In the tradition of Fried Green Tomatoes at the Whistle Stop Cafe and The Secret Life of Bees , this luminous, heartfelt novel explores the tragedies and triumphs, the pleasures and sorrows of two women, Tee Wee and Icey, their families, and the white family that employs them as cook and housekeeper on a tenant farm in rural Mississippi.
Though the women are as different as water and wine—Icey is feisty, hot-tempered, and impulsive, while Tee Wee is more submissive and disciplined—both are driven by a passionate determination to give their children a better life. Through trying times, they are the pillars, fierce and resilient; yet they celebrate life with a love of food, music, and family that makes even the most traumatic moments endurable. The illicit love between Tee Wee’s daughter Crow and the white landowner’s son Browder; the heartbreaking death of one of Icey’s children, for which she will blame herself; the murder trial of Tee Wee’s youngest son which threatens to tear apart not just their family but the entire town—all these events are interwoven with occasions of joy, including Crow’s fulfillment of her lifelong dream and Tee Wee’s own hard-fought success.
A richly emotional epic spanning two decades in the Deep South, the story of Tee Wee and Icey and their families are a prism through which we view the universal—racial strife, dysfunctional families, secrets and redemption. Illuminated by a resonant storytelling voice and dialogue that rings loud and true, Right as Rain provides indelible portraits of indomitable characters and an almost tangible sense of place, while revealing a deep understanding of race in mid-century America’s rural south.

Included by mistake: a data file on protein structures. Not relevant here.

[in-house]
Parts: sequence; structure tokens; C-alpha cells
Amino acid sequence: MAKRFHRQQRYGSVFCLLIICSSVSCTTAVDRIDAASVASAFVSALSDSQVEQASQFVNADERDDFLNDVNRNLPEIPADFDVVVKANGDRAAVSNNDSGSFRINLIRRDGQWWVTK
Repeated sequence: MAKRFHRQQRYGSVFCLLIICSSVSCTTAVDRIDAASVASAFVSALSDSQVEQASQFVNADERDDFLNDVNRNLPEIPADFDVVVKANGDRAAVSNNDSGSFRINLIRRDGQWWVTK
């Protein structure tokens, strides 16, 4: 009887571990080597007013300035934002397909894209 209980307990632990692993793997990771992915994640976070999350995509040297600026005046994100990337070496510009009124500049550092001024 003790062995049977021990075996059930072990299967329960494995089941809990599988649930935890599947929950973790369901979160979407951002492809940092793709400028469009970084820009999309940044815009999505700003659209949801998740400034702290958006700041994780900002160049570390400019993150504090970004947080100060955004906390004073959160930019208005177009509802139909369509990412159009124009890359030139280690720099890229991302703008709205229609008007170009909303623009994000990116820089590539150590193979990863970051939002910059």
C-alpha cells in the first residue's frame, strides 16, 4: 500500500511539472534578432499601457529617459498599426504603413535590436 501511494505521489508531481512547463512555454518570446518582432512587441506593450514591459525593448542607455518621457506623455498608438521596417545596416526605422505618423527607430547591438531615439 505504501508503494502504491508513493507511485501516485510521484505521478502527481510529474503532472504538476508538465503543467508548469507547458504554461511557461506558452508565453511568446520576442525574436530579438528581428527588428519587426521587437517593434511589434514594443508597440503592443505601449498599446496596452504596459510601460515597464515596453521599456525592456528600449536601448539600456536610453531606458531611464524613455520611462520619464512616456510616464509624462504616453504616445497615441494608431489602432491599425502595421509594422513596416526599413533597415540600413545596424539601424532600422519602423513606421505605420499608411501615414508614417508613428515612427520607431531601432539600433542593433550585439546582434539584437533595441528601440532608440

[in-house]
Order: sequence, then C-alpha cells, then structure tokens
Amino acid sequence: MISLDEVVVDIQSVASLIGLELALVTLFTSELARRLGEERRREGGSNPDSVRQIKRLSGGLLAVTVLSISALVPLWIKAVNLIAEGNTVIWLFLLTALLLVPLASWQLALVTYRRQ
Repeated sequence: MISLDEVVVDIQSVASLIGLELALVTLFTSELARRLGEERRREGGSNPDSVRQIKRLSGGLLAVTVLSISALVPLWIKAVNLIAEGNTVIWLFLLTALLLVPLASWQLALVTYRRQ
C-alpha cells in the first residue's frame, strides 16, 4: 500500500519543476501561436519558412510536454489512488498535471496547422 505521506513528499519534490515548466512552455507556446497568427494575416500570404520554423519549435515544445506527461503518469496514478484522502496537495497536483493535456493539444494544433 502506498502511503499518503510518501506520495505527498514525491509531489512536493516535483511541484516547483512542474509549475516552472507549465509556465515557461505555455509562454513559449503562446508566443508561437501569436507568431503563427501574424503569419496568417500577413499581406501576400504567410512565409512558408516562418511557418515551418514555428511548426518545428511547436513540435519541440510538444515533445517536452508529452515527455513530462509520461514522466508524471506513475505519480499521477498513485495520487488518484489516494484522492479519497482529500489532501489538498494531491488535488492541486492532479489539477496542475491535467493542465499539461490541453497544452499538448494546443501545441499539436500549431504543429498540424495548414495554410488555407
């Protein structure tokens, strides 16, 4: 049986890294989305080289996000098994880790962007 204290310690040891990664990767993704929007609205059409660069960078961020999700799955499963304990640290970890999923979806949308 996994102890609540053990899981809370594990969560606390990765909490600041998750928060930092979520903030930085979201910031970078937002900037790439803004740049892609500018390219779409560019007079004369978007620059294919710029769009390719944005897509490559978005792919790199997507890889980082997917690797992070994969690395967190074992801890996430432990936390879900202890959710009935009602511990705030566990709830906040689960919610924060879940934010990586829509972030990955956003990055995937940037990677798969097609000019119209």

From the Hardcover edition.
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|Title of History eBook: Right as Rain|
|Release Date: 12-18-2007|
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|Publisher: Random House Publishing Group|
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Right as Rain
Tee Wee stood on her front porch, arms folded over her huge breasts, black, bare feet wide apart. She weighed more than two hundred pounds, and in her Sunday navy blue dress with red stripes, over which she wore a small white apron, she resembled a large mail- box. On her head she wore a straw boater with black streamers. As she reached to straighten the hat, adjusting the streamers so that they curled around her neck, she thought how unfair it was that the Parsons had chosen Luther to be the one to go get this Summit woman who called herself Icey. And on a Sunday, too! Tee Wee’s day had begun at five when she had stumbled to the kitchen to make pies for dinner at Mount Zion. Then at meeting four sinners had been called to Jesus, which meant an extra hour of testifying and singing, and when she had finally got- ten home after three o’clock, she barely had time to make her fa- mous chicken pie and put her Sunday clothes back on before Luther was due back.
When Tee Wee saw an orange ball of dust swirling up the hill, she crossed her arms and took a deep breath. Now she could see the black car slowly moving toward her. The 1940 Ford was ten years old and didn’t run half the time, but its chrome bumpers were still shiny, and it was the only car owned by a colored on Enterprise Road.
Now another woman was sitting in the passenger’s seat of that Ford. “Here she comes,” Tee Wee said. “Here comes misery up my drive.” Last week Mrs. Parsons had broken the news that Tee Wee’s daughter Ernestine wasn’t going to get the housekeeping job after that no-good Pansy had quit. No, she was giving the job, the t